Like the other species of racer snake that inhabit the Islands, the Galapagos racers are constrictors and only mildly venemous. They are known to prey on lava lizards, geckos, insects, iguanas, mice, rats and hatchlings of several bird species. They are not at all aggressive towards humans and could not do much harm if they were to attack after being threatened. Racers tend to be dark brown with stripes or spots.
There is some confusion over the number of species of racer snake found in Galapagos due to poor research. Traditionally, three subspecies are recognised and are easily distinguishable due to their location. The eastern, western and central racers are found on the corresponding islands across the Archipelago, with the western racer the longest and darkest of all the snakes in Galapagos. However, others argue that there is enough distinction to classify four separate species – Galapagos racer, Espanola racer, banded Galapagos racer and striped Galapagos racer.
It is the western racer which has been observed hunting for marine fish from rock pools and the shallows around Fernandina. GCT Ambassador Godfrey Merlen was the first scientist to ever see this behaviour happening as he noted up to 15 individual snakes slithering around the lava rock pools around Cape Douglas. This is a unique behaviour of terrestrial snake not observed anywhere else is the world. The racers on Fernandina were also the stars of BBC’s Planet Earth II where they were filmed hunting juvenile marine iguanas.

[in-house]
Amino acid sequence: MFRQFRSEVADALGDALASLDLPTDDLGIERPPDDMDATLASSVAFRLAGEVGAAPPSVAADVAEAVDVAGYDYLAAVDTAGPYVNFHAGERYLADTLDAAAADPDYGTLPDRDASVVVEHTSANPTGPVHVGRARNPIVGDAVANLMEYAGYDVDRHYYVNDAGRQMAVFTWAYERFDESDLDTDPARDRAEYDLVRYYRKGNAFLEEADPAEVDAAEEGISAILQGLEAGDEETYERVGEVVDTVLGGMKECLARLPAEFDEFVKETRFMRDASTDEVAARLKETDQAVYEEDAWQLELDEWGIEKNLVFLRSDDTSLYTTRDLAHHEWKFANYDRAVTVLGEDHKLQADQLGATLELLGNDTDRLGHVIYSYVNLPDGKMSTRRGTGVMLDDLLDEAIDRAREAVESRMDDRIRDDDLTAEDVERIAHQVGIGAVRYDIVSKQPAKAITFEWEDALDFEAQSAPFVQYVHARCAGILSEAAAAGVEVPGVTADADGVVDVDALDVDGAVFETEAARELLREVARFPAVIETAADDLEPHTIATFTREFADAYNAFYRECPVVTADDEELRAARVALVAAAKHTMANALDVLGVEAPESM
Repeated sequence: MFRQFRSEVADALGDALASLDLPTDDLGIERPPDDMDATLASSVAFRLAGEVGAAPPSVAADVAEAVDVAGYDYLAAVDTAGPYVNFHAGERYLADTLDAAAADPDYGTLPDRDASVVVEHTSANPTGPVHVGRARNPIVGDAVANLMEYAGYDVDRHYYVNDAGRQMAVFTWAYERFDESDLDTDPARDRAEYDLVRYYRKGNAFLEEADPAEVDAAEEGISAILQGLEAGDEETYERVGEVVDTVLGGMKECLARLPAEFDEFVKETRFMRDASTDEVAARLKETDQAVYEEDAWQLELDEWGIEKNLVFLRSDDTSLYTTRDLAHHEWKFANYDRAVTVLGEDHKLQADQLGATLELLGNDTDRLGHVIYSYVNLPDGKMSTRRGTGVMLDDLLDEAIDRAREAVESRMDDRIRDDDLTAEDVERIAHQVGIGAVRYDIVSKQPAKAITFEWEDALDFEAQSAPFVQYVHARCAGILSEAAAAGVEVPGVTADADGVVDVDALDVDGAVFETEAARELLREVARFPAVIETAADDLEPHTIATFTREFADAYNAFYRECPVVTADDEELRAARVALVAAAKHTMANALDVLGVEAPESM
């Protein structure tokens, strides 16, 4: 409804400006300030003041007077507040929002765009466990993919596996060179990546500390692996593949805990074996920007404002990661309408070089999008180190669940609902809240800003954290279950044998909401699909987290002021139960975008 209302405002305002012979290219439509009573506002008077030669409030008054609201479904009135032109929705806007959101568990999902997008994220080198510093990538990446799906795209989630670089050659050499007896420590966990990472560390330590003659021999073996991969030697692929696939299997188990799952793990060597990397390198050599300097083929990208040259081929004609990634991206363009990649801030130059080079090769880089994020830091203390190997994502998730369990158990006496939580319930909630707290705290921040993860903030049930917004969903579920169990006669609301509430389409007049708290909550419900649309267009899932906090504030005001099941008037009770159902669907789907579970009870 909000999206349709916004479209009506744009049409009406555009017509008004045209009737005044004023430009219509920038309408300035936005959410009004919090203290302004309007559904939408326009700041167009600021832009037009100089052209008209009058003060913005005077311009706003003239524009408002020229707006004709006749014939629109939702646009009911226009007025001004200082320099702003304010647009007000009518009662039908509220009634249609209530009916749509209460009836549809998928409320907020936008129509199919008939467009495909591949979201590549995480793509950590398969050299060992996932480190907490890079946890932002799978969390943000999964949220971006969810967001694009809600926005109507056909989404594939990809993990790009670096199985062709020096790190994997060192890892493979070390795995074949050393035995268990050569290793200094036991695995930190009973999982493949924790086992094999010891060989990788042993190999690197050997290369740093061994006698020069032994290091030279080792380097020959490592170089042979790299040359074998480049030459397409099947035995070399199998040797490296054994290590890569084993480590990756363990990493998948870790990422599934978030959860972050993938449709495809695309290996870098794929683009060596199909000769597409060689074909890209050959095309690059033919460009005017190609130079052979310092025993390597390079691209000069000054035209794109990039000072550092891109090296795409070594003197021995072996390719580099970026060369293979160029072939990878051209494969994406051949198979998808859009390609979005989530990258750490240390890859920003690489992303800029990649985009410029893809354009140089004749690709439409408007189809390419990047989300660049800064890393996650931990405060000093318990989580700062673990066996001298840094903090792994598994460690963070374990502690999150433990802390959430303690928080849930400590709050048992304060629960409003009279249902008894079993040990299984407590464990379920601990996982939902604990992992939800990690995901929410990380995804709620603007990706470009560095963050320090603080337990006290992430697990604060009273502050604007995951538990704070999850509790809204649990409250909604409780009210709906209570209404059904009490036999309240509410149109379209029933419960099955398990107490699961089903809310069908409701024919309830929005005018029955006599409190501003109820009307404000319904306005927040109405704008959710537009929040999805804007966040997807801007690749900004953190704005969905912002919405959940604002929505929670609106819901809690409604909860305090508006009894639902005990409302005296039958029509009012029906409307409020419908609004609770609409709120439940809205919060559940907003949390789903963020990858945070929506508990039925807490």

Where to see them: Eastern sub-species – Gardener by Floreana and San Cristobal. Central sub-species – Baltra, Bartolome, Rabida, Santa Cruz, Santa Fe and Santiago. Western sub-species – Isabela and Fernandina
When to see them: The snakes are found throughout the year, but unlike many other Galapagos animals they are shy of humans and will hide away making them reasonably tough to spot without looking for them specifically. They are diurnal, most active around dawn and dusk, and often rest around midday.
Threats: The native snake population has been decimated by introduced species such as cats, pigs and feral goats which forage for their eggs.
Conservation actions: No current conservation projects are focusing specifically on the Galapagos Racer though research is planned into their genetics.